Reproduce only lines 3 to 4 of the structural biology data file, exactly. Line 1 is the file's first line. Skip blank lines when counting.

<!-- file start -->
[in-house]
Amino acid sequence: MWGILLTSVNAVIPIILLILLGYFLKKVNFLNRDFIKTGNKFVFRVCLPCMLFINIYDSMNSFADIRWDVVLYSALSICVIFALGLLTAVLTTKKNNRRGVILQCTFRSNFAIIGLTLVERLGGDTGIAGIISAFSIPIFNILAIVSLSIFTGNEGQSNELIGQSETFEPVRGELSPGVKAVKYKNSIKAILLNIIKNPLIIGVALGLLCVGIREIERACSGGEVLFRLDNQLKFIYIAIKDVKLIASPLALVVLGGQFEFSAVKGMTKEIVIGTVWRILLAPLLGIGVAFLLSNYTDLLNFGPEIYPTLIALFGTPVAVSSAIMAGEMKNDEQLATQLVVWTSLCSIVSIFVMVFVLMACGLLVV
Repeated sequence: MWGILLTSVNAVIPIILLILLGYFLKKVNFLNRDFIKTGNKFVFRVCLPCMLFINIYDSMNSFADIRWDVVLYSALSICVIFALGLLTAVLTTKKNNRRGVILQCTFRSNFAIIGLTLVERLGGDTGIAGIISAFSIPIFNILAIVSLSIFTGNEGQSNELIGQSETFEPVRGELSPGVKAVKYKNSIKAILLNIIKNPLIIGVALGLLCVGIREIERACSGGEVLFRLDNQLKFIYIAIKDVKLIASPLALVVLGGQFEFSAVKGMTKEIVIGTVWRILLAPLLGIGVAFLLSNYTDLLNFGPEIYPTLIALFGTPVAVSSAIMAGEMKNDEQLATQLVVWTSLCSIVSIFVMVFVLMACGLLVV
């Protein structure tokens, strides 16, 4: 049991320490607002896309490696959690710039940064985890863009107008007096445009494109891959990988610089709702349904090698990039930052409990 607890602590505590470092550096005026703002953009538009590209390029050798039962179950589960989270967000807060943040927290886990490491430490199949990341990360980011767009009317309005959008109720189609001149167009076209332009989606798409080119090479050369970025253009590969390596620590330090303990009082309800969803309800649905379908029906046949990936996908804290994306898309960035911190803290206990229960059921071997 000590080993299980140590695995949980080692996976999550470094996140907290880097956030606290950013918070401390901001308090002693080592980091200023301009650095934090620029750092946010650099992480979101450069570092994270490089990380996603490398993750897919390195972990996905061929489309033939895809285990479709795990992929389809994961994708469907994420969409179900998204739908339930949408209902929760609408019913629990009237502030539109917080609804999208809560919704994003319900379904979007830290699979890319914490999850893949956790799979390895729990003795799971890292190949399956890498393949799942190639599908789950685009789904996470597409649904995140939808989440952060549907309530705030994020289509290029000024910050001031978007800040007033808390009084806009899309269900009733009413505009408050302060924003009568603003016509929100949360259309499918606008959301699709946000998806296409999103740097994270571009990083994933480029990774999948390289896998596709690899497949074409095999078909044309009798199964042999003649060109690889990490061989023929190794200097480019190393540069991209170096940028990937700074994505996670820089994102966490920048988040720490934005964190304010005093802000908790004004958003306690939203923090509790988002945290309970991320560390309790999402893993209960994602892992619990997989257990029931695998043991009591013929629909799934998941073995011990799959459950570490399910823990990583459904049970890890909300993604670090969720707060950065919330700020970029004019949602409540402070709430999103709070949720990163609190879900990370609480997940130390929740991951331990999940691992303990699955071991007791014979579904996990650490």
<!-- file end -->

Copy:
Repeated sequence: MWGILLTSVNAVIPIILLILLGYFLKKVNFLNRDFIKTGNKFVFRVCLPCMLFINIYDSMNSFADIRWDVVLYSALSICVIFALGLLTAVLTTKKNNRRGVILQCTFRSNFAIIGLTLVERLGGDTGIAGIISAFSIPIFNILAIVSLSIFTGNEGQSNELIGQSETFEPVRGELSPGVKAVKYKNSIKAILLNIIKNPLIIGVALGLLCVGIREIERACSGGEVLFRLDNQLKFIYIAIKDVKLIASPLALVVLGGQFEFSAVKGMTKEIVIGTVWRILLAPLLGIGVAFLLSNYTDLLNFGPEIYPTLIALFGTPVAVSSAIMAGEMKNDEQLATQLVVWTSLCSIVSIFVMVFVLMACGLLVV
């Protein structure tokens, strides 16, 4: 049991320490607002896309490696959690710039940064985890863009107008007096445009494109891959990988610089709702349904090698990039930052409990 607890602590505590470092550096005026703002953009538009590209390029050798039962179950589960989270967000807060943040927290886990490491430490199949990341990360980011767009009317309005959008109720189609001149167009076209332009989606798409080119090479050369970025253009590969390596620590330090303990009082309800969803309800649905379908029906046949990936996908804290994306898309960035911190803290206990229960059921071997 000590080993299980140590695995949980080692996976999550470094996140907290880097956030606290950013918070401390901001308090002693080592980091200023301009650095934090620029750092946010650099992480979101450069570092994270490089990380996603490398993750897919390195972990996905061929489309033939895809285990479709795990992929389809994961994708469907994420969409179900998204739908339930949408209902929760609408019913629990009237502030539109917080609804999208809560919704994003319900379904979007830290699979890319914490999850893949956790799979390895729990003795799971890292190949399956890498393949799942190639599908789950685009789904996470597409649904995140939808989440952060549907309530705030994020289509290029000024910050001031978007800040007033808390009084806009899309269900009733009413505009408050302060924003009568603003016509929100949360259309499918606008959301699709946000998806296409999103740097994270571009990083994933480029990774999948390289896998596709690899497949074409095999078909044309009798199964042999003649060109690889990490061989023929190794200097480019190393540069991209170096940028990937700074994505996670820089994102966490920048988040720490934005964190304010005093802000908790004004958003306690939203923090509790988002945290309970991320560390309790999402893993209960994602892992619990997989257990029931695998043991009591013929629909799934998941073995011990799959459950570490399910823990990583459904049970890890909300993604670090969720707060950065919330700020970029004019949602409540402070709430999103709070949720990163609190879900990370609480997940130390929740991951331990999940691992303990699955071991007791014979579904996990650490």